• Woman hopes plane at bottom of Lake Norman is hers

    By: Catherine Bilkey


    LAKE NORMAN, N.C. - A mysterious plane was found submerged in Lake Norman. The FAA said dive teams found it when they were searching for a drowning victim. Eyewitness News first showed viewers the sonar image Friday. Since then, many have called in with their own theories on what may have happened.

    When dive team members saw the plane on the sonar, they sent a diver in to get a closer look at the small aircraft submerged 80 feet under at the tail, 100 feet at the nose.

    "They did a [primary] search of the plane just to make sure there wasn't any obvious victims or anything that stood out," Battalion Chief Kent Davis, with Charlotte Fire Department, said.

    They couldn't get the doors open, but they didn't see any obvious victims. Saturday, a Cornelius woman says that's because if it's her plane -- there isn't any.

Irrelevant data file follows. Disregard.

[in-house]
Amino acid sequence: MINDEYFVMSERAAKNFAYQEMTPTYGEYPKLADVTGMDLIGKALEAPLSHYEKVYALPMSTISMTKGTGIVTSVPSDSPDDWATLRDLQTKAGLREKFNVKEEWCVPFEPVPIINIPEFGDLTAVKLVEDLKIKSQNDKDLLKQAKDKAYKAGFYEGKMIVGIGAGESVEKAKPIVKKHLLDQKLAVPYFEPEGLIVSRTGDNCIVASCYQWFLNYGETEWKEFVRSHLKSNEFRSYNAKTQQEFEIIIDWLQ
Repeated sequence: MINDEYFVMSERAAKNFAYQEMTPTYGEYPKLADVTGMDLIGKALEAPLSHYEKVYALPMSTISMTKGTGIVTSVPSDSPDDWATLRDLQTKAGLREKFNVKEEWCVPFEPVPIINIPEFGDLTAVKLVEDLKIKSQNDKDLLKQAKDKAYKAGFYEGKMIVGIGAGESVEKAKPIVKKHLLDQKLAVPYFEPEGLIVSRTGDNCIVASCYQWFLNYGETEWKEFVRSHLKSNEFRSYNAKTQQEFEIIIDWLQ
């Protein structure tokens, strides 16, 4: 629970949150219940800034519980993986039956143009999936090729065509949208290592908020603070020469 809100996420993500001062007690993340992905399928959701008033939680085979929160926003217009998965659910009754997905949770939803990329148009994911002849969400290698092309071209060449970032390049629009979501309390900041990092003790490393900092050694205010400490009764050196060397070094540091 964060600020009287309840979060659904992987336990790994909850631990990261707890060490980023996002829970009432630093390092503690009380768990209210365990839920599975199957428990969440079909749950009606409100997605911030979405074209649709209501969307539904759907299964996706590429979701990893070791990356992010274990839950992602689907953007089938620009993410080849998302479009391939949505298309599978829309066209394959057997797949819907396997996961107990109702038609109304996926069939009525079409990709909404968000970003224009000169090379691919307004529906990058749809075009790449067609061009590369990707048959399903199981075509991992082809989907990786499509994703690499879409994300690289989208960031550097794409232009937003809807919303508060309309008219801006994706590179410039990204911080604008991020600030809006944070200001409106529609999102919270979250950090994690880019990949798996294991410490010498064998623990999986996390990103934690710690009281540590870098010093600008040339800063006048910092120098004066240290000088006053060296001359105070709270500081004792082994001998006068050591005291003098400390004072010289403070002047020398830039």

"We spent thousands and thousands of dollars looking for that thing," Barbara Anderson said.

    Anderson said her plane sunk when flight instructors were doing training on Lake Norman.

    "We got a phone call that said your plane has sunk," Anderson said. "They landed, forgot to put the gear up to lock it and the plane sunk."

    The pilots were OK but the plane was gone. That was more than 30 years ago.

    "Every time I'd go out flying, I'd look," Anderson said. "And one day, I saw it. The sun glanced right down on it. And I called back and said I found it. But by the time they got down there with the boats and things, it had … shifted."

    At the time there wasn't sonar equipment that could provide a good image. Her ex-husband saw the picture on our news yesterday and called Anderson.

    "They found your plane," Anderson said he told her. "It's been a joke all these years. Who could lose a plane?"

    But now the joke may be over.

    "I called the FAA this morning -- they're checking the records," Anderson said.

    So far the FAA hasn't told Eyewitness News if they'll be pulling the plane out of the water or if they've determined who it belongs to.

    Anderson told Eyewitness News she's been involved in aviation most of her life. She remembers another plane sinking a few years after hers. She's still hoping this one might be her lost plane.

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